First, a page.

Do Your Worst, Or You Might Never Do Your Best

We need to get comfortable with the discomfort of screwing up

A man is shocked about his mistakes and embarrassed.
Photo by krakenimages on Unsplash

“You’ll never get the opportunity to do your best work if you’re not willing to first do your worst and then let yourself learn and grow.” Lori Deschene

Is it just me? Or do you prefer people to see you in your best light rather than notice you sometimes struggle? The truth be known, we all flounder occasionally and attempt to hide our difficulties.

But unfortunately, society, or in some cases, our parents, give us the impression we should keep our challenges to ourselves.

The motive behind the idea might be positive, but it causes some of us to want to resist trying new ventures in which we could fail. But if you never try anything new and challenging, how can you know whether it would have changed your life for the better?

The saying “don’t hang your dirty washing on the line” was prevalent when I was a kid.

It would be years before talk shows airing dirty laundry (people’s mistakes and fears) made it to mainstream television.

Now, dirty laundry is fashionable. Indeed, some of us note we know ourselves better through others’ mistakes and trials. We see ourselves in them and their experiences and gain a sense of belonging we never had when dirty laundry remained behind closed doors.

And yet, many people still prefer to let others imagine they’re perfect. They have to have perfect lives, perfect skin, and perfect jobs. You need only look at social media to note the popularity of crafting an ideal profile.

We haven’t gotten over the idea that we should avoid struggling or being seen to struggle. And sometimes, the thought of following our dreams is threatened by the notion we are better off sitting tight and never attempting anything new.

The problem with hiding your struggles

We need to do our worst before we can get ahead. Every new venture begins, well, at the start. When you start, you’re a newbie bound to fall over; that’s part and parcel of the deal. So you take lessons, screw up, and then make better choices.

Until you let people see you screw up and get over your fears about failing, you can’t get to the pleasant, warm fuzzy stage of achievement.

You get nowhere because you sit in a rut of your own making while opportunities to thrive pass by. If you could step out of your comfort zone and grab them, your life might be fantastic.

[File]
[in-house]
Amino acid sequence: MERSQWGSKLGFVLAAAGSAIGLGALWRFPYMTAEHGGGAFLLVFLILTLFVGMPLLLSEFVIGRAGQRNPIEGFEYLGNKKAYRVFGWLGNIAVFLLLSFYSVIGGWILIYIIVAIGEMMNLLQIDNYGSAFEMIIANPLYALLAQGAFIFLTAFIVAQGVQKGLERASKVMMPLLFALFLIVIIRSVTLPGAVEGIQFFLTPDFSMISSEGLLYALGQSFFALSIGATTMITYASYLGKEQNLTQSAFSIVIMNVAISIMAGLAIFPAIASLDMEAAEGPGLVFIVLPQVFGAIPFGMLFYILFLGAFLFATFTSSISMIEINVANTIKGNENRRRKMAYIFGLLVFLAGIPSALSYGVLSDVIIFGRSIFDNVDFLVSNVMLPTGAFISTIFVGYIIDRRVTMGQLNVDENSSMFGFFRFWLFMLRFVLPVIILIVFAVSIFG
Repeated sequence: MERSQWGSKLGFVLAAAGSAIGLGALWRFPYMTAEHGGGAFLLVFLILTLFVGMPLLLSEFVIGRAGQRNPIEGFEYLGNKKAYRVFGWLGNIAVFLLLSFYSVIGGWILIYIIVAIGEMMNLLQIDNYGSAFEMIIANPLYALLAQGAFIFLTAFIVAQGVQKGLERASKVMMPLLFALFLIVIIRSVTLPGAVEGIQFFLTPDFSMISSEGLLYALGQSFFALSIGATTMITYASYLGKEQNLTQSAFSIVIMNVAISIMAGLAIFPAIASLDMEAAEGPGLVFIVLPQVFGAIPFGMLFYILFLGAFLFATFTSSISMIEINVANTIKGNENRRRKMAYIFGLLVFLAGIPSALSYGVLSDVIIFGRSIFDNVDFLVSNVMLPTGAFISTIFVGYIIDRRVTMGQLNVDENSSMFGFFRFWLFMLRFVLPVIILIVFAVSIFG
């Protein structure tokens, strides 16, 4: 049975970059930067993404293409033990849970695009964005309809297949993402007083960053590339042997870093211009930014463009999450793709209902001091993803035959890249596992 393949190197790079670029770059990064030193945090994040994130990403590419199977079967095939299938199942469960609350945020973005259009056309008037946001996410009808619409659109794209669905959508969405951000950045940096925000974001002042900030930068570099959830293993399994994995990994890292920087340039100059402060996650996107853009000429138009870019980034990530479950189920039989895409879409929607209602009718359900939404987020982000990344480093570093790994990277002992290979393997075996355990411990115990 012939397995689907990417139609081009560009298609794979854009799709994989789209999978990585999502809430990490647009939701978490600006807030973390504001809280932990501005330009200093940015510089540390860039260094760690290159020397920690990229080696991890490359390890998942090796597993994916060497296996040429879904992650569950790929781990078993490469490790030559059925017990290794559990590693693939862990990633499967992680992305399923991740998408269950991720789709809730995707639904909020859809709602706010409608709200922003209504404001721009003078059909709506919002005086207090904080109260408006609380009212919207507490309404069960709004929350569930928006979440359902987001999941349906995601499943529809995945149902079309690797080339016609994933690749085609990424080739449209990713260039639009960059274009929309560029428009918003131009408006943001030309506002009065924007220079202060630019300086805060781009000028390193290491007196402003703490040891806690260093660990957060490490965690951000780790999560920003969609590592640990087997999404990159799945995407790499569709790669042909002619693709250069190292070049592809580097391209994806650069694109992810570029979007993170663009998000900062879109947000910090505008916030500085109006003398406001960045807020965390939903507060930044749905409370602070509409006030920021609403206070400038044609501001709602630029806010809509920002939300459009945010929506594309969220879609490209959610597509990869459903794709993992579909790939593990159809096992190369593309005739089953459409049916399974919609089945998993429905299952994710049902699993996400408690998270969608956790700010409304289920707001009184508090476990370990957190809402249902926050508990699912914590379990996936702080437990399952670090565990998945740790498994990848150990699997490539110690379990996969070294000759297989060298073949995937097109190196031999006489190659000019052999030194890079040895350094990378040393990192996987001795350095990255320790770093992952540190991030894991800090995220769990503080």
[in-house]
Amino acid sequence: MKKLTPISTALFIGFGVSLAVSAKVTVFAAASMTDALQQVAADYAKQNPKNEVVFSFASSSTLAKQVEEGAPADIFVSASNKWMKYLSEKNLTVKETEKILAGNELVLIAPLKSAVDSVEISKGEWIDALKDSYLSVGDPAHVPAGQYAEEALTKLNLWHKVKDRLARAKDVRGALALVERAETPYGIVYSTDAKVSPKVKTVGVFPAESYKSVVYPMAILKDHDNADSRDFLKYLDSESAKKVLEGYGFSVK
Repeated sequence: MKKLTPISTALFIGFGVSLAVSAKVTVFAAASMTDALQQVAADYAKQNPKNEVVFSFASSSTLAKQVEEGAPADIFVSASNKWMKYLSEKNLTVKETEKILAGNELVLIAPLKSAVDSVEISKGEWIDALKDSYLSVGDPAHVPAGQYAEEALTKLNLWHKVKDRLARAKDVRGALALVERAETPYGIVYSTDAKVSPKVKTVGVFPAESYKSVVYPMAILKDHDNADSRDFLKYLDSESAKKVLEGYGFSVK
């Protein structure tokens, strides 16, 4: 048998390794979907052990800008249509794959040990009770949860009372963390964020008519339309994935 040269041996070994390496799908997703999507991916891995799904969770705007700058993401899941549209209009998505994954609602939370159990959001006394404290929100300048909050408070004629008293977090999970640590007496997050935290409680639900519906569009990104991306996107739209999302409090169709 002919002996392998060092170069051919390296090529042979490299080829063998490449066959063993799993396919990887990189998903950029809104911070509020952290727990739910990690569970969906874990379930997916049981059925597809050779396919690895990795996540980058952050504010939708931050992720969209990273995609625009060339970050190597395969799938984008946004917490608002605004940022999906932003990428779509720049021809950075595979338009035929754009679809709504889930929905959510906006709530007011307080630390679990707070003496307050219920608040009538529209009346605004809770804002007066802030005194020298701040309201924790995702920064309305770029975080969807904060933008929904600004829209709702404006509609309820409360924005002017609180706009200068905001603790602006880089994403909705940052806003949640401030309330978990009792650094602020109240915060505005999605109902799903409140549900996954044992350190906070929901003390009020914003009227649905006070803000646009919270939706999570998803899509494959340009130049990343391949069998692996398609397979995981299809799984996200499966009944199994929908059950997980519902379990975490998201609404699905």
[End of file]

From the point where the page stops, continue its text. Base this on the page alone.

How can we get comfortable with the discomfort of screwing up?

The best way to get used to anything is to keep doing it, even if it’s getting things wrong and looking like a beginner.

Why do we imagine there’s anything dodgy about people seeing us when we take our first steps?

As infants, we had to learn to walk. We fell repeatedly, but we got up and tried again anyway. Of course, it took an age to stride the way adults do. But we didn’t care who watched or judged us.

If we had, we would have seen our parents wildly motivating us with claps, smiley faces, and praise wrapped in squeaky voices to encourage us.

These days when we screw up, few people want to cheer us on. Partly because we don’t let them see us at our worst and partly because we love our comfort zones.

Remember the old saying, “try, try, and try again?” It describes how you need to recognize you’ll keep going wrong when you take your first steps.

You’ll fall, get up, and have another go until you get it right.

If we want to do our best, we must be prepared to stink at what we do numerous times and let people see us fail. We can’t permanently conceal or avoid our struggles by hiding in a rut.

The only way to get anywhere is to step forward, even if doing so means taking a tumble repeatedly until you succeed.

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Bridget Webber is a writer and nature lover, often found in the woodland, meadow, and other wild places. She writes poetry and stories and pens psychology articles; her love of discovering what rests inside the thicket and the brain compels her to delve deep. She’s appeared in many leading publications and ghostwrites for professionals who can’t spare the time to pen compositions.

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✨ Bridget Webber

✨ Bridget Webber

5.4K Followers

Writer, former counselor, author, and avid tea drinker learning how to live well.